It is my guess that it was the kneeling and crawling that caused the irritation of the nerve. Not sure why the clicking/snapping sensation is happening. Are you sure it is realted to the numbness and tingling or could it be something else unrelated to the nerve irritation? Other thing that can give you a snapping sensation on the outside of the knee are the IT band, cartilage tears. from yur description a cartialge tear seems unlikely, but occasionally they can accompny an MCL tear. Hopefully it is not this but maybe have you doc take another look.

    Good luck
    IS taht tears in the IT band? or knee cartilage? The MRI I had showed no cartilage tears, if I recall correctly.

    Don't know if they're related at all, but they're definitely in the same area--the tingling starts there and goes down.
    It's 5 o'clock somewhere.

  7. #7
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    The snapping could still be the nerve as subluxing in and out of its groove, but I was just giving a couple other things to look for that can cause a snapping sensation. And in a good percentage of MRI's lateral meniscal tears will not show up, especially if they are small. Again just something to keep in mind, not saying that you definitely have a meniscus tear. Just gogin over the options as it is toucgh to tell without being able to examine you knee.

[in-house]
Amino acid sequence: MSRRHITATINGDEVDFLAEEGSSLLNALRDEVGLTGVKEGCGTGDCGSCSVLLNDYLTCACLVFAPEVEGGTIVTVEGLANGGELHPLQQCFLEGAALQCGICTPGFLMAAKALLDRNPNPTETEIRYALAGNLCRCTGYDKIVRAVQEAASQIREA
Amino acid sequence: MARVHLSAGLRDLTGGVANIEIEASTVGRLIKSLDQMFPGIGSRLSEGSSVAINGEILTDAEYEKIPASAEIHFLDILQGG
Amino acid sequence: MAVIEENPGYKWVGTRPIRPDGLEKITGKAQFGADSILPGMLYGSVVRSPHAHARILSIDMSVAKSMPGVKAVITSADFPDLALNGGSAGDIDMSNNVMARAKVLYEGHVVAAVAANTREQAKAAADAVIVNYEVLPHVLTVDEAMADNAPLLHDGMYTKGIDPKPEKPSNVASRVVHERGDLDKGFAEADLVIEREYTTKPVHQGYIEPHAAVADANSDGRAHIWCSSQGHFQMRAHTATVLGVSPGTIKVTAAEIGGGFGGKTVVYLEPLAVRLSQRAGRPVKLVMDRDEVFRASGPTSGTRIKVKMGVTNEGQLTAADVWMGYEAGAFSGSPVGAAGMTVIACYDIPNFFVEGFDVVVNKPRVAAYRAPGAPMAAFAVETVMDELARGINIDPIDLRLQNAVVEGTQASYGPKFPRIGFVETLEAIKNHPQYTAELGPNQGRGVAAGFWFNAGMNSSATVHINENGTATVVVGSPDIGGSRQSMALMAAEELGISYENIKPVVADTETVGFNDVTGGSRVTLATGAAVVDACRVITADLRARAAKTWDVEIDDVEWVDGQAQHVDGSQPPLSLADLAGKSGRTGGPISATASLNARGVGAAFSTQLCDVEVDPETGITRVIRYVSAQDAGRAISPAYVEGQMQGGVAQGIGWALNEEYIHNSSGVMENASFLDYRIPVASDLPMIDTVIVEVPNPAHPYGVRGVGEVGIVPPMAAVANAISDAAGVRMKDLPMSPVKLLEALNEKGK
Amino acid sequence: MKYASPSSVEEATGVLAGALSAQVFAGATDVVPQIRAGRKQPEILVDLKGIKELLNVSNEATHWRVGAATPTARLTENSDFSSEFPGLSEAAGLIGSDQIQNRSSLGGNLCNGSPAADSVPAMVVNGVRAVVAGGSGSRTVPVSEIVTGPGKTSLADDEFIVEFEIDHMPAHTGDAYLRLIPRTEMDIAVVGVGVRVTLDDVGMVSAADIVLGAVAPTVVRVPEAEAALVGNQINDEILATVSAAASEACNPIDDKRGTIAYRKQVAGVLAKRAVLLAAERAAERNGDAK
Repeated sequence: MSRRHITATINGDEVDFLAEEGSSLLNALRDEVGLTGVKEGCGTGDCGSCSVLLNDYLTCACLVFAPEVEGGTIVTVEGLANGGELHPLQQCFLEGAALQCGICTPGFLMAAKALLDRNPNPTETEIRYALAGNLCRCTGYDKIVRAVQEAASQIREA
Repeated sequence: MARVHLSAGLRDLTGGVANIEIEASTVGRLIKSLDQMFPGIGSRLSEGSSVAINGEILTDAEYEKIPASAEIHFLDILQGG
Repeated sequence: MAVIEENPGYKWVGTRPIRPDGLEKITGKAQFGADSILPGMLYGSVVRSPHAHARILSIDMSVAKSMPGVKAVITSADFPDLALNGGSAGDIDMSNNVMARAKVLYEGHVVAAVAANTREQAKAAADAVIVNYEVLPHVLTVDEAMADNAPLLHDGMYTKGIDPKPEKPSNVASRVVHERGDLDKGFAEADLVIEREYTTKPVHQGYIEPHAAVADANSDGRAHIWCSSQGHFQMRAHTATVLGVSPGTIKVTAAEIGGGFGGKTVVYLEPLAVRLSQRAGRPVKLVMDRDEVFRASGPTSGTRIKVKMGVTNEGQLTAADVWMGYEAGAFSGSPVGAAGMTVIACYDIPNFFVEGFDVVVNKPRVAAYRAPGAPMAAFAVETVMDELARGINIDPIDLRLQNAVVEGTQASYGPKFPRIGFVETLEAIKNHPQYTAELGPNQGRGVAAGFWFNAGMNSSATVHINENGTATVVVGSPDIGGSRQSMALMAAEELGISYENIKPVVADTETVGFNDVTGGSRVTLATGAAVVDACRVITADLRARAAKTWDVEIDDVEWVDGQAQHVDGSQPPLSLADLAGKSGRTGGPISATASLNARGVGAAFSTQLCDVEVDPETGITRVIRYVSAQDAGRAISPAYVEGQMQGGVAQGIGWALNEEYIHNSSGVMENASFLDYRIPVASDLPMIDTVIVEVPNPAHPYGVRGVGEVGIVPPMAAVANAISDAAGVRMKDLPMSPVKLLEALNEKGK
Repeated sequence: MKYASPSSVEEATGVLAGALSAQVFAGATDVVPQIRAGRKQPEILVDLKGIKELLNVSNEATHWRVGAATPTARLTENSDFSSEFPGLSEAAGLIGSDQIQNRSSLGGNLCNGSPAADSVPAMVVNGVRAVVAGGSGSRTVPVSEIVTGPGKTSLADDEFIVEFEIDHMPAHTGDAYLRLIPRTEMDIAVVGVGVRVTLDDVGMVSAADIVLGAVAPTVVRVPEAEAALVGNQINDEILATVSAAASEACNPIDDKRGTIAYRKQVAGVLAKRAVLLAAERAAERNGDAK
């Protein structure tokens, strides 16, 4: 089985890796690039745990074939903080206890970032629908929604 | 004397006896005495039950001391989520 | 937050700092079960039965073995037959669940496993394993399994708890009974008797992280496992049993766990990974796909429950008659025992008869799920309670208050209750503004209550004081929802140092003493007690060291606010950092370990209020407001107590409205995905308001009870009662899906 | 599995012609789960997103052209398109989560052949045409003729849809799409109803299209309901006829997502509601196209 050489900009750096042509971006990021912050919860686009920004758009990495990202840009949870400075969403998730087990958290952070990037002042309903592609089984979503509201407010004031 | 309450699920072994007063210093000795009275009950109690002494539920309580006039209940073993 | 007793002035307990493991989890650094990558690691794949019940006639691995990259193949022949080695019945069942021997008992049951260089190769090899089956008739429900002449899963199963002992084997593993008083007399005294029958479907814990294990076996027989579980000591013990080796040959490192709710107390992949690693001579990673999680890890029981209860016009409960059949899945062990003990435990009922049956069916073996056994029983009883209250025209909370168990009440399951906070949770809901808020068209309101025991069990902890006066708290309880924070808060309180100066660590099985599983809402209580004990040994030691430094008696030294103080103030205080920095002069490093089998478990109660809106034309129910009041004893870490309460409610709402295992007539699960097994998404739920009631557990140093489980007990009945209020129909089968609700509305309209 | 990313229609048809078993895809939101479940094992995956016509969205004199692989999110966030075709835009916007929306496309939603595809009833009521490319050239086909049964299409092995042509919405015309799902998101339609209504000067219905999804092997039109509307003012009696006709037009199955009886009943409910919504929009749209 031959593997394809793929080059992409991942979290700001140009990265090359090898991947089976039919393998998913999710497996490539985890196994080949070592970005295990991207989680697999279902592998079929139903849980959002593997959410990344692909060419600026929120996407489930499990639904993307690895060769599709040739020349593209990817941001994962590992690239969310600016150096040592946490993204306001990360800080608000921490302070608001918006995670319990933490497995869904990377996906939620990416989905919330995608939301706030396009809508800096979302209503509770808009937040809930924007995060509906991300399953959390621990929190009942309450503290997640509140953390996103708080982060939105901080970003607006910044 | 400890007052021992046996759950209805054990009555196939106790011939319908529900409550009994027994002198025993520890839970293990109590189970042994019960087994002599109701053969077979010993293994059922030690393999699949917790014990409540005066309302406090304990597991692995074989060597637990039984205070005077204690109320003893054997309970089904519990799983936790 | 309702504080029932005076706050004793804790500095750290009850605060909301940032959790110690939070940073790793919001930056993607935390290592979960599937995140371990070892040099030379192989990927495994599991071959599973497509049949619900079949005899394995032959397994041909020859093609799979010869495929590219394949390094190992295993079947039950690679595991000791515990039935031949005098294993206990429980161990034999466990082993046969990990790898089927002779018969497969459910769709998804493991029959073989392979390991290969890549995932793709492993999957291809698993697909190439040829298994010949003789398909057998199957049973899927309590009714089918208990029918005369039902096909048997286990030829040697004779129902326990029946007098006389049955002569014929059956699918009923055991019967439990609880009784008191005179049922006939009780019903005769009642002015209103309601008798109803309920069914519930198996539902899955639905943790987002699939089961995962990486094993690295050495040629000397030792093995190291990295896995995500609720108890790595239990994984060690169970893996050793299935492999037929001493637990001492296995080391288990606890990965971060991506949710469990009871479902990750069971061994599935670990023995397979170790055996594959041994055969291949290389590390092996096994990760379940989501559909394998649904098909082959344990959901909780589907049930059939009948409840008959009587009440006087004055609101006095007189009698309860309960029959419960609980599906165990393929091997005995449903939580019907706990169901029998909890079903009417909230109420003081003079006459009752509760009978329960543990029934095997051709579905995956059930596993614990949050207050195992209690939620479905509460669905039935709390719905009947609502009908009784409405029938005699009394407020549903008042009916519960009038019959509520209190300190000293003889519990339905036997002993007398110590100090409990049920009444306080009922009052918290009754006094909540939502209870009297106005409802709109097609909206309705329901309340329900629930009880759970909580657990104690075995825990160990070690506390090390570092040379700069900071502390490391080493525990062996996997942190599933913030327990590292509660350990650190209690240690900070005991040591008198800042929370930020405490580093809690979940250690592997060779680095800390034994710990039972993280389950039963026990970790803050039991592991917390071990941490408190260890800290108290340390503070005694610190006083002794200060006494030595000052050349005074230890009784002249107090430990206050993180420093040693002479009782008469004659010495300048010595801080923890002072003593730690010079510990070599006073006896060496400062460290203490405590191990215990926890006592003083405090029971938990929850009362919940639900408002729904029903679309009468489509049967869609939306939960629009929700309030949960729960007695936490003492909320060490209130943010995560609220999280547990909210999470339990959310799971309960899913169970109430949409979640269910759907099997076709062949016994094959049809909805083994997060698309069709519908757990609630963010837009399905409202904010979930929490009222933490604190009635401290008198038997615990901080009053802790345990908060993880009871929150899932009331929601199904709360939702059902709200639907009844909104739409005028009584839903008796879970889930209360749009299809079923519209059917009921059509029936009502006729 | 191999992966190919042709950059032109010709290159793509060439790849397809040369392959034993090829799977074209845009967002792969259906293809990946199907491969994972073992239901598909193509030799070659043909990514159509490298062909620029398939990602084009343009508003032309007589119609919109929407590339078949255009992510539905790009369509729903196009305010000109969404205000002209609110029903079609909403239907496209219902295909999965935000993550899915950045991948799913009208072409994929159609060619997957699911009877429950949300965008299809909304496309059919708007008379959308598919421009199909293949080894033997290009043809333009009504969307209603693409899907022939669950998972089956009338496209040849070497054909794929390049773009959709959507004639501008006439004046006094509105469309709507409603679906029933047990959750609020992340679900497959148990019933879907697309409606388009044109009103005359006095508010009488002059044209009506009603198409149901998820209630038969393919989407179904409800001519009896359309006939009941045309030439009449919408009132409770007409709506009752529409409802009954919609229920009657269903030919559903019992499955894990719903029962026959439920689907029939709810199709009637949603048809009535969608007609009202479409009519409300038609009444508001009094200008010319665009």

The IT band can also be a pretty good imitator of alot of things. And inflammed/tight IT band will snap and cause pain on the lateral part of the knee and if this is the case it might be unrelated to the nerve irritation, but just happens to be on the same knee. It would be easy to inflame and IT band after a knee injury if you were limping on it.